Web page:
The wrist joint allows for movement in your fingers, thumb and hand. It is essential for virtually every movement your hand makes, from a simple wave goodbye to a complicated saxophone solo. Here are some tips for how to treat wrist and hand pain, as well as managing and reducing the severity and longevity of your injury.
Understanding the wrist joint
This wrist is made up of 27 bones and a complex array of tendons, ligaments and muscles. Therefore, injury can be common. It can perform a wide range of functions and is crucial for daily life whether at work or play.
If you are experiencing pain in your thumb, try this article: Pain in the Thumb Joint
With all the activities your wrist is involved in, the risk of injury is also increased. Taking proper care of your wrist, thumb and fingers can help prevent injury. Or, if you have already injured this area, sufficient support will allow the wrist to properly heal and further injury from occurring.
Common wrist and hand injuries
There are a wide range of injuries that can affect the wrist, including sprains, tears, fractures and dislocations. As well as particular conditions such as skiers thumb, carpal tunnel syndrome, de quervain’s syndrome or osteoarthritis.
The recovery for such injuries can range between 1-2 days to 1-2 months, and following the right steps will ensure this process goes quickly and comfortably.
Exercise and physiotherapy to reduce pain
Keeping the muscles and tendons in your hand strong and flexible will speed up the recovery process and protect your wrist from further strain or damage.
To keep the joint in this state, there are a few exercises you can do, including wrist curls, grip strengthening, “prayer” stretches and range of motion stretches.
In the instance that you’ve injured yourself then it’s best to see a physiotherapist to find the best exercises for that injury.
How to treat wrist and hand pain
Due to the complex nature of the wrist and hand joints, in the case of injury, bracing the affected area is a highly effective method for managing and treating the problem. This is especially true of RSI conditions like carpal tunnel syndrome and de quervain’s syndrome.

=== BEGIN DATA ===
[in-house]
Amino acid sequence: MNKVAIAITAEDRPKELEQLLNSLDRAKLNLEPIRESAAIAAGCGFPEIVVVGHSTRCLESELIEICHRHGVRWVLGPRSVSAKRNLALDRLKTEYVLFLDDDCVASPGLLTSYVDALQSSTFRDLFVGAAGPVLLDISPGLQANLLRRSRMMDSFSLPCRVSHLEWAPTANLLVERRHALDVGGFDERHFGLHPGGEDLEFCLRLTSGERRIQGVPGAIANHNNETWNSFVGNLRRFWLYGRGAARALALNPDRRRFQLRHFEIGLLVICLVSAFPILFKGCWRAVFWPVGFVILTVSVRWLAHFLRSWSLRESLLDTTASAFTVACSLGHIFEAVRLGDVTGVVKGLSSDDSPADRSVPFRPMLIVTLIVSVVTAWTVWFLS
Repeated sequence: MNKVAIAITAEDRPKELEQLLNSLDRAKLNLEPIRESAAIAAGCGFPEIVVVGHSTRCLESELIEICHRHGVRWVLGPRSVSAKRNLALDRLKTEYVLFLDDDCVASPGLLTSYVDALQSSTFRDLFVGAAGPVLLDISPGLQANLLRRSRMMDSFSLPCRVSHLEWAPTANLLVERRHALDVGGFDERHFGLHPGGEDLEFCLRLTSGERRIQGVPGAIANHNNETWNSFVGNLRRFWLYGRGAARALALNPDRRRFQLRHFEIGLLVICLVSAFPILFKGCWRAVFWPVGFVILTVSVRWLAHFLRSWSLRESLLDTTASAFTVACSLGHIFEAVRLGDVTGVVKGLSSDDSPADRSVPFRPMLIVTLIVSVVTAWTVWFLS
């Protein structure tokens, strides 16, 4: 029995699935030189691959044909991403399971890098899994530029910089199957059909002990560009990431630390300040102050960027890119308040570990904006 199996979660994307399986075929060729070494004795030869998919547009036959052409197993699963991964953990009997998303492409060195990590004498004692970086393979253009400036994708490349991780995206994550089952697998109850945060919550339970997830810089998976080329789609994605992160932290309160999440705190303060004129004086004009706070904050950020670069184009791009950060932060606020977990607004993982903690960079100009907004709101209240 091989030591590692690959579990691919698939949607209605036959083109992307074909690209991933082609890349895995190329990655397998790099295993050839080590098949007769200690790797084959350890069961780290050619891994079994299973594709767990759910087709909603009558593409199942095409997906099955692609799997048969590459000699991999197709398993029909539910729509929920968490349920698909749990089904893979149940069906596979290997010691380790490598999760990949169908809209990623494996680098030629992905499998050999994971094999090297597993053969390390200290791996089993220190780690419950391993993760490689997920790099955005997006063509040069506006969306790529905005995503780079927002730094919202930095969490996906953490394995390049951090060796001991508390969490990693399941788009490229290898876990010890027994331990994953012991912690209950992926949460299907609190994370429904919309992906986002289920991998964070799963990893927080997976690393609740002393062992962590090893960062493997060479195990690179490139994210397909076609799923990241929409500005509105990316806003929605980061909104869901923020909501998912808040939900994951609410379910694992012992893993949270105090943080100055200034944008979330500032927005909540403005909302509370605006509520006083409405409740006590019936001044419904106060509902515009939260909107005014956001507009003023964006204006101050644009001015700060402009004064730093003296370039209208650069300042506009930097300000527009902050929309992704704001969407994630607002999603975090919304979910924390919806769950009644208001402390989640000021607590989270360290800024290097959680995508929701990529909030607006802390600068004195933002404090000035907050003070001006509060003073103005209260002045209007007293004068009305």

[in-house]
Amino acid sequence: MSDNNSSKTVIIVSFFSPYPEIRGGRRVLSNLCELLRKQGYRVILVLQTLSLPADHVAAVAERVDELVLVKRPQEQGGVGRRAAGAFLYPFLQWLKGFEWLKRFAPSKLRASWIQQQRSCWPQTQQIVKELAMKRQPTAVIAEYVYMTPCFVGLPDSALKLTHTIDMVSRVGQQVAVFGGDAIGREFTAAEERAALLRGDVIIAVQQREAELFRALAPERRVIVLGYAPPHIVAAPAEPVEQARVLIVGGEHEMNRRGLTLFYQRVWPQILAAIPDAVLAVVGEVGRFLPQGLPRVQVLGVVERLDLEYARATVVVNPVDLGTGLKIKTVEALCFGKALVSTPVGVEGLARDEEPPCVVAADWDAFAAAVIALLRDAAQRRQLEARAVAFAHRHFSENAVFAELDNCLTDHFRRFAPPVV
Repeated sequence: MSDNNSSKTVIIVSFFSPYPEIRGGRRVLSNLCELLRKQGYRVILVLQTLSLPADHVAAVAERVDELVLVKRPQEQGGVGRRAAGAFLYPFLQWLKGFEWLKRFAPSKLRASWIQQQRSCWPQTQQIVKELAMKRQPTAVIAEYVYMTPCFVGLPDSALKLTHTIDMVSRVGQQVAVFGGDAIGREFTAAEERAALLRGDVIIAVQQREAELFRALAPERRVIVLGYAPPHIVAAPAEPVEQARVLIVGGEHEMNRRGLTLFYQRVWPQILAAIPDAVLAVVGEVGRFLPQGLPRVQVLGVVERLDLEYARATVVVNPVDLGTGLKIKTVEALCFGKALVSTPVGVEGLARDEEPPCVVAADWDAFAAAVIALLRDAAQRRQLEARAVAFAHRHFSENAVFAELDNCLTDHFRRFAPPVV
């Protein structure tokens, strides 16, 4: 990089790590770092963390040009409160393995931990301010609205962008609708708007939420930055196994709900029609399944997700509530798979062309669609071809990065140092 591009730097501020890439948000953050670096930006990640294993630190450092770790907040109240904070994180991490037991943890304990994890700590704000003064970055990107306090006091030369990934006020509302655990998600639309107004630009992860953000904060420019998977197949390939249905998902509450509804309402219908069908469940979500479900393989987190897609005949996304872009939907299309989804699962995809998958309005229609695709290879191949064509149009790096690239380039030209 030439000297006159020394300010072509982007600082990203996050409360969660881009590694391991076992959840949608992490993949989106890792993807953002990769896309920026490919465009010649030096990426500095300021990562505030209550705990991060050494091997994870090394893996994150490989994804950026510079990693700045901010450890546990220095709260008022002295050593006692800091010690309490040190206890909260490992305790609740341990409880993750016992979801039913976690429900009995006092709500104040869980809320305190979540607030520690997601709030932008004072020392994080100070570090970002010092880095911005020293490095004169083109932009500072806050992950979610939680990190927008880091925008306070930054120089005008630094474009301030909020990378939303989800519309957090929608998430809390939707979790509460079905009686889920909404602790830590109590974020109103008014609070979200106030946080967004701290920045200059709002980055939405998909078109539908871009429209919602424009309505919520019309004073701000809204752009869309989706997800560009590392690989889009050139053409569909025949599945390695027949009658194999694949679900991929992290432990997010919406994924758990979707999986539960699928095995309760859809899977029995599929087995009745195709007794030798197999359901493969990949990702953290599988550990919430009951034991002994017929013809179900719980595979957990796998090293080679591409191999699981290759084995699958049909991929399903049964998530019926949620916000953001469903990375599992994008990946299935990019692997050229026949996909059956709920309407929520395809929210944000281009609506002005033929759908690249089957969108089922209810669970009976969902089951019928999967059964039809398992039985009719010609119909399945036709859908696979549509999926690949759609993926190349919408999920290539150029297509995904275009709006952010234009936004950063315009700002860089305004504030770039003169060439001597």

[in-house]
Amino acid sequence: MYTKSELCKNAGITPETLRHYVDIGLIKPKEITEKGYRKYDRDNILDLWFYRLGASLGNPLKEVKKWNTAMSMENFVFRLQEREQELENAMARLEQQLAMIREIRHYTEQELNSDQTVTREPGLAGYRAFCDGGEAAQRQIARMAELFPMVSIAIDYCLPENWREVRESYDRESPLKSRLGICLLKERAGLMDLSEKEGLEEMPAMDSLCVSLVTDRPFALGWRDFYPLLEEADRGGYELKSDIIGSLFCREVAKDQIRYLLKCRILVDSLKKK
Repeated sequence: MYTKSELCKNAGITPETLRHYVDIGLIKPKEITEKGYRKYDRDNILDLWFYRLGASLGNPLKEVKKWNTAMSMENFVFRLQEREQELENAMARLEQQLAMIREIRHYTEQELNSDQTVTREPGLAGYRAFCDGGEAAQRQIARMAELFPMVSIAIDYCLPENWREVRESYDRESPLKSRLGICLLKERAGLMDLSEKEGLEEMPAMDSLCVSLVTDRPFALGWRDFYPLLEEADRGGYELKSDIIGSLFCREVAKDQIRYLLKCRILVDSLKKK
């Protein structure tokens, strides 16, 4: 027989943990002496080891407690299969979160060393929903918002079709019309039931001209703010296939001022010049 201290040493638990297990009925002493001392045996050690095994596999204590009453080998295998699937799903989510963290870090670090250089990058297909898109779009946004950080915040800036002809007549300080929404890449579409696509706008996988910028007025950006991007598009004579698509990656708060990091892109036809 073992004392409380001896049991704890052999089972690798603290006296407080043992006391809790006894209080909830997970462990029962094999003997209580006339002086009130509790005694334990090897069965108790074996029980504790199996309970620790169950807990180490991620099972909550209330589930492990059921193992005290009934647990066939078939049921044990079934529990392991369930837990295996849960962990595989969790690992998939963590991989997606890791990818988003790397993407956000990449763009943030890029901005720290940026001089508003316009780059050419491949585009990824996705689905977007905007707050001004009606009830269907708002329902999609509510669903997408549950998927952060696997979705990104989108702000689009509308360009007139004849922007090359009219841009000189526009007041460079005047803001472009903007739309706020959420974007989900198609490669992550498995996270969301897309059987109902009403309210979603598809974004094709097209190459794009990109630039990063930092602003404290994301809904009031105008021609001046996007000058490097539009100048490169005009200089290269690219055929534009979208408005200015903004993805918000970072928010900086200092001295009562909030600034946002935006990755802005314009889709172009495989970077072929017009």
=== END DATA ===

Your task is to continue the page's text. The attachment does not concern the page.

For mild inflammation and minor injuries, a compression sleeve with gel support is usually the best way to treat it. The ManuTrain wrist support features two contoured gel massage pads. These gel pads help to relieve strain and pressure off the nerves and blood vessels in the wrist.
In more persistent cases where tendonitis is occurring or there’s constant pain, a rigid brace, such as the ManuLoc, will immobilise the wrist and allow the tendons and nerves to recover, while still allowing you to go about your normal daily life.
Wearing a wrist strap during sports like tennis, squash, gymnastics or weightlifting is a great way to prevent injury from occurring, and is highly recommended to keep active and protect the wrist.
What to do if you injure your wrist or hand
In the instance that you do hurt your wrist or hand, even if it is just mild, it’s crucial to treat the issue straight away. The first step should be to follow the R.I.C.E. method below:
- Rest: Avoid doing anything that may overstress your knees
- Ice: Icing your knees can help reduce inflammation and, therefore, swelling
- Compress: Compression, in the same way as ice, can help reduce inflammation and swelling; a knee brace is an excellent option as it not only provides support but also applies pressure to your knee
- Elevate: Raising the injured leg whenever possible (e.g. when you’re asleep) helps reduce swelling
This will give you the best shot at a quick recovery and should manage the swelling and inflammation whilst minimising pain and easing pressure on the joint.
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